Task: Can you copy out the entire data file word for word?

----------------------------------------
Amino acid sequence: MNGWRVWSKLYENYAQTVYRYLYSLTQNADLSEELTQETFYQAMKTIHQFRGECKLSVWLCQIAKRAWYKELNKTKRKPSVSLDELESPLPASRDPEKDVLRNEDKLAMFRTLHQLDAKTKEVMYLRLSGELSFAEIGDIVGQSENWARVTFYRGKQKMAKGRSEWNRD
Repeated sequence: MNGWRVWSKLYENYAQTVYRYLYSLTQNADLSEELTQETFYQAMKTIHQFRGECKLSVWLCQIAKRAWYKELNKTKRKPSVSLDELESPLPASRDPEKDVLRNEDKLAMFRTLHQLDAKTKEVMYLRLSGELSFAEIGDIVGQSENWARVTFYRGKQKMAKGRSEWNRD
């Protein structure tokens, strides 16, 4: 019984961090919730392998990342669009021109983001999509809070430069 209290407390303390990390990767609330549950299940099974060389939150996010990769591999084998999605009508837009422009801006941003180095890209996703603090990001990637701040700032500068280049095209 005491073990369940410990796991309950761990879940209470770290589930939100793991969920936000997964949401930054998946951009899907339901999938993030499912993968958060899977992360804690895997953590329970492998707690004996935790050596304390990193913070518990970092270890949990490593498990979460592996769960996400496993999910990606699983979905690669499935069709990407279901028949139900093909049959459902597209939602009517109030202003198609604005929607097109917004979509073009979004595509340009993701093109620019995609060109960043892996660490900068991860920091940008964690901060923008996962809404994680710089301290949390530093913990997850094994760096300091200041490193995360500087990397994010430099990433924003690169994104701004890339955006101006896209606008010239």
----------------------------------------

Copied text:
Amino acid sequence: MNGWRVWSKLYENYAQTVYRYLYSLTQNADLSEELTQETFYQAMKTIHQFRGECKLSVWLCQIAKRAWYKELNKTKRKPSVSLDELESPLPASRDPEKDVLRNEDKLAMFRTLHQLDAKTKEVMYLRLSGELSFAEIGDIVGQSENWARVTFYRGKQKMAKGRSEWNRD
Repeated sequence: MNGWRVWSKLYENYAQTVYRYLYSLTQNADLSEELTQETFYQAMKTIHQFRGECKLSVWLCQIAKRAWYKELNKTKRKPSVSLDELESPLPASRDPEKDVLRNEDKLAMFRTLHQLDAKTKEVMYLRLSGELSFAEIGDIVGQSENWARVTFYRGKQKMAKGRSEWNRD
């Protein structure tokens, strides 16, 4: 019984961090919730392998990342669009021109983001999509809070430069 209290407390303390990390990767609330549950299940099974060389939150996010990769591999084998999605009508837009422009801006941003180095890209996703603090990001990637701040700032500068280049095209 005491073990369940410990796991309950761990879940209470770290589930939100793991969920936000997964949401930054998946951009899907339901999938993030499912993968958060899977992360804690895997953590329970492998707690004996935790050596304390990193913070518990970092270890949990490593498990979460592996769960996400496993999910990606699983979905690669499935069709990407279901028949139900093909049959459902597209939602009517109030202003198609604005929607097109917004979509073009979004595509340009993701093109620019995609060109960043892996660490900068991860920091940008964690901060923008996962809404994680710089301290949390530093913990997850094994760096300091200041490193995360500087990397994010430099990433924003690169994104701004890339955006101006896209606008010239």